“Out of the 30,000 visitors, 29,000 of them are not here to buy,” revealed Gregos. Recognising this, the fair has staged a public access exhibition entitled The Accidental Collection of Jan Hoet. Hoet, who passed away just two years ago, was the founder of Ghent’s contemporary art centre, SMAK. As a curator, he was known for giving complete control to the artists he worked with – which in return gained him their deep respect and caused close relationships to blossom. 

Over his life, he amassed over 500 works of art and sentimental pieces of personal correspondence with leading 20-century artists such as Andy Warhol, Joseph Beuys, Marlene Dumas and Wim Delvoye. As a collection, it’s unique for its personal touch, growing not from motive or business but as a testament to his friendships. Curated as an enveloping circular diorama, the four-day-long show is an ephemeral testament to Hoet’s visionary and charming approach to curation.

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Anahita Razmi, Do Fard, State of Concept, Art Brus
Anahita Razmi, Do Fard, State of Concept, 2016

Carte Blanche Creativity
Now in its fourth year, another of Gregos’s pioneering ideas was to select ten global non-profit institutions and give them complete freedom to show what they like, thus providing a platform for cutting-edge creativity. Belgium collective Black Market, for example, is conducting a performance research piece throughout the fair, examining guerrilla methods of transmitting art, including staging performances when the fair is shut and distributing art disguised as bootleg DVDs. Another must-see comes courtesy of State of Concept, an Athens-based, non-profit gallery who have fashioned a minimalist boutique selling Iranian underwear normally found in Middle East markets and bazaars, challenging ideas of how the West understands the East.

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Nathan Coley Luna Tree, 2011 Aluminium and light f
Nathan Coley, Luna Tree, 2011 © Studio Nathan Coley 2016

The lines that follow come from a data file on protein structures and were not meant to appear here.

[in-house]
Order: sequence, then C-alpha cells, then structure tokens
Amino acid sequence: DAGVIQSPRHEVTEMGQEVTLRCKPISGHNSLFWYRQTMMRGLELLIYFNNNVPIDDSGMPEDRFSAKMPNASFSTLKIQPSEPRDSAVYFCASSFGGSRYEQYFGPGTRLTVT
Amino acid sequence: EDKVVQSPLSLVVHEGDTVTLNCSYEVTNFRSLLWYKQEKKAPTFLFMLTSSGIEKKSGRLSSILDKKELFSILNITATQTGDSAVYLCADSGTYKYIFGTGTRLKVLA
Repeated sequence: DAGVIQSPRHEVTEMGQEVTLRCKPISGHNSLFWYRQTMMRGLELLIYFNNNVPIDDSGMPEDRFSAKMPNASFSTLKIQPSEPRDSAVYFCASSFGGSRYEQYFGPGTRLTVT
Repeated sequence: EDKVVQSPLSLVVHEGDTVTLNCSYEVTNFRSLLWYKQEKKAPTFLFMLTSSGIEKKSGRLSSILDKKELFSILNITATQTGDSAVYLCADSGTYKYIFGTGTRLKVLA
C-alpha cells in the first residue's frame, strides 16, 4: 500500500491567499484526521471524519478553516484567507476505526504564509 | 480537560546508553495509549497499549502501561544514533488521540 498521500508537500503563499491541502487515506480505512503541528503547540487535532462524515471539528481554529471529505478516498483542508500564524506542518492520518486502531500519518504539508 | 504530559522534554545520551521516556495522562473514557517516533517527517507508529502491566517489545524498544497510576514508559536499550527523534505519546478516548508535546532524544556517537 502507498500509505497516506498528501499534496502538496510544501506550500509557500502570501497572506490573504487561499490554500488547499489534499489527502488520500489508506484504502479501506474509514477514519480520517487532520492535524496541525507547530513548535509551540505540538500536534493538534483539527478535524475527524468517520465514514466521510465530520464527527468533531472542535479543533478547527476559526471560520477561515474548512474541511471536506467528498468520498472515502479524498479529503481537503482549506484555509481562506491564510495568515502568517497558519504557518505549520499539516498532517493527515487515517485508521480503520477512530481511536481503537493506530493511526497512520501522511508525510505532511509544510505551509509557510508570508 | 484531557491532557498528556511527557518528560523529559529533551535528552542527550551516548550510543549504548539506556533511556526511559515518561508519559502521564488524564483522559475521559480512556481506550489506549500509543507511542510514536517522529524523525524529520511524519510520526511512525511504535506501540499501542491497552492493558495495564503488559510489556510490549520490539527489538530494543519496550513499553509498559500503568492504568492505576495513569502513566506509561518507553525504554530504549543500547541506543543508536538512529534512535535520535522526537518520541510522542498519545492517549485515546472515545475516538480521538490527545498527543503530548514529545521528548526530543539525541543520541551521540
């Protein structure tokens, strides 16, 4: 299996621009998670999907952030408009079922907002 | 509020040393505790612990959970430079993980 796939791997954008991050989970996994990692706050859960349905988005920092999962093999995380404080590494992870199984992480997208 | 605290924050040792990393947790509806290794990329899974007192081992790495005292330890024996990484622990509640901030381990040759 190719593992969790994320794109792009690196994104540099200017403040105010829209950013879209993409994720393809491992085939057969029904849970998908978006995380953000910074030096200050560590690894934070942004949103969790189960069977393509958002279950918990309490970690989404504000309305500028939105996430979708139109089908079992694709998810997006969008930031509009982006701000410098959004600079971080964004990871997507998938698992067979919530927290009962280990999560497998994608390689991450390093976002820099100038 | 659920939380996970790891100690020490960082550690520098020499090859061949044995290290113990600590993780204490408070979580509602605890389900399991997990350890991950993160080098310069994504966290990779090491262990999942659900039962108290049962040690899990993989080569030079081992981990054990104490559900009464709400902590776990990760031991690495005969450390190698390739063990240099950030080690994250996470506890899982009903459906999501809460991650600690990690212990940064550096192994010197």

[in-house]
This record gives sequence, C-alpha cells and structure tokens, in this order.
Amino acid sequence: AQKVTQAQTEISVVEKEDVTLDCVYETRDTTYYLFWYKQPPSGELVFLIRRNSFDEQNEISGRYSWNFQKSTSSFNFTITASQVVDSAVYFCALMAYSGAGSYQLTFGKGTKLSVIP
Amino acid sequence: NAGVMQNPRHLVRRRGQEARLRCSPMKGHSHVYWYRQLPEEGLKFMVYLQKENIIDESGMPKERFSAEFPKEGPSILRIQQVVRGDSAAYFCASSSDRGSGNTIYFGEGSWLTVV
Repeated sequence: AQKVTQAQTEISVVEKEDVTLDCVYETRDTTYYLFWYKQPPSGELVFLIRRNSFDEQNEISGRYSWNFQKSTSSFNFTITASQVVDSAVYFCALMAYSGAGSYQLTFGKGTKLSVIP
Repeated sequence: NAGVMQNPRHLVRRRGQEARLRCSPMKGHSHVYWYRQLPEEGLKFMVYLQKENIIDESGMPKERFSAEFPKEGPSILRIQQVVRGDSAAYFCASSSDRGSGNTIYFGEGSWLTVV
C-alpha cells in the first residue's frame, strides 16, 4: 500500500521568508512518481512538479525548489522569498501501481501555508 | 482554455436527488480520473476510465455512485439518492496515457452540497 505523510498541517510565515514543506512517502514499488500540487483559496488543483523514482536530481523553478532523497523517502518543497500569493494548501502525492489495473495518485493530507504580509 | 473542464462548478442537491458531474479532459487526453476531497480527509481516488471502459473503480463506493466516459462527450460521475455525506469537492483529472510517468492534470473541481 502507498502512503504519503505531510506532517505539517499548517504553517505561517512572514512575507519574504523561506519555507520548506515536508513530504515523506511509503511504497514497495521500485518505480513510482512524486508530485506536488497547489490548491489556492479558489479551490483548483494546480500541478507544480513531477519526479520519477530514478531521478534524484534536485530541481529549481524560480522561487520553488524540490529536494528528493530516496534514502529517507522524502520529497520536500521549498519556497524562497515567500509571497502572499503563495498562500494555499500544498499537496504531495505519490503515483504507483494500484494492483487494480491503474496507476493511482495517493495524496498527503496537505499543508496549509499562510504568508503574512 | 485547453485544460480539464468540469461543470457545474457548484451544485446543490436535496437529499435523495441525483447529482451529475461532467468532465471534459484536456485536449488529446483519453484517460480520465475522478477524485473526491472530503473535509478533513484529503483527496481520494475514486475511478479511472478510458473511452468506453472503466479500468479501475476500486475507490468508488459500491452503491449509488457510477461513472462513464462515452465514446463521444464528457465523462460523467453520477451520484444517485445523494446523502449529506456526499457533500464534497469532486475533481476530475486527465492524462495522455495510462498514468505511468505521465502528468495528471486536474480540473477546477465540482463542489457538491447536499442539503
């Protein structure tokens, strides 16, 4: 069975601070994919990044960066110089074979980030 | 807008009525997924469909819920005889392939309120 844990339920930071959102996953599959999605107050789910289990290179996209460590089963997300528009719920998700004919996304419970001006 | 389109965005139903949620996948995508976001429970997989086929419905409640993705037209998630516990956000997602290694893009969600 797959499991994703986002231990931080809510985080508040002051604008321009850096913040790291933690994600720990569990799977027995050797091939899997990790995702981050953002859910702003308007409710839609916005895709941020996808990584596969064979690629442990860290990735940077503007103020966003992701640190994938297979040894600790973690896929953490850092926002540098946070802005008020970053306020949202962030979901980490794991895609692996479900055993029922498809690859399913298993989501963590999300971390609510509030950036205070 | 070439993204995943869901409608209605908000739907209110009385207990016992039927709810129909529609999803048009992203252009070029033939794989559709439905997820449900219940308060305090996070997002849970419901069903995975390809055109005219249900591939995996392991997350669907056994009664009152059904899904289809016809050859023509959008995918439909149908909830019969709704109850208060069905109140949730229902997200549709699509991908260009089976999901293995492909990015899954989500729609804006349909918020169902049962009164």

Out Of The Booth
As a new initiative for 2016, Art Brussels invited twelve international galleries to each lend a sculpture, which would collectively form a trail that weaves through the space, offering an alternative route around the fair. The highlight is Nathan Coley’s fairground-style light sculpture – the stuff of childhood dreams, with its candy-coloured bulbs harking back to a Saturday night on the Waltzers. Hank Willis Thomas’s metal speech bubble, titled: Ernest and Ruth, is also a witty remark on art doing an awful lot of talking, without really saying anything meaningful.

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Katharine Bernhardt, Untitled, 2016, Courtesy of the Artist and Xavier Hufkens
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Josh Smith, Untitled, 2016, Courtesy the Artist and Xavier Hufkens

And The Art…
Of course, the main highlight of the fair is the art itself – and this year’s selection is both unique and exciting. Two distinct themes arise: a taste for linear but colourful abstraction and a sense of humour. Departing from the fashionable figurative, there is an abundance of works that focus on colour, material and pattern. Russell Tyler’s abstract canvases make all the right moves, as the paint dances in blobs and strokes in a symphony of movement and colour. Light-hearted irreverence is the other preoccupation at play, and Americans Josh Smith and Katherine Bernhardt, both of Xavier Hufkens Gallery, provide some comic relief with their take on modern painting. Smith’s fish are fluid, goggled-eyed koi that are full of painterly motion, while Bernhardt’s paintings mirror the joy and expressionism of naïve African printed textiles. As if that wasn't enough, the fair even boasts its own karaoke bar. 

Art Brussels 2016 runs from Friday 22 April – Sunday 24 April at Tour and Taxis.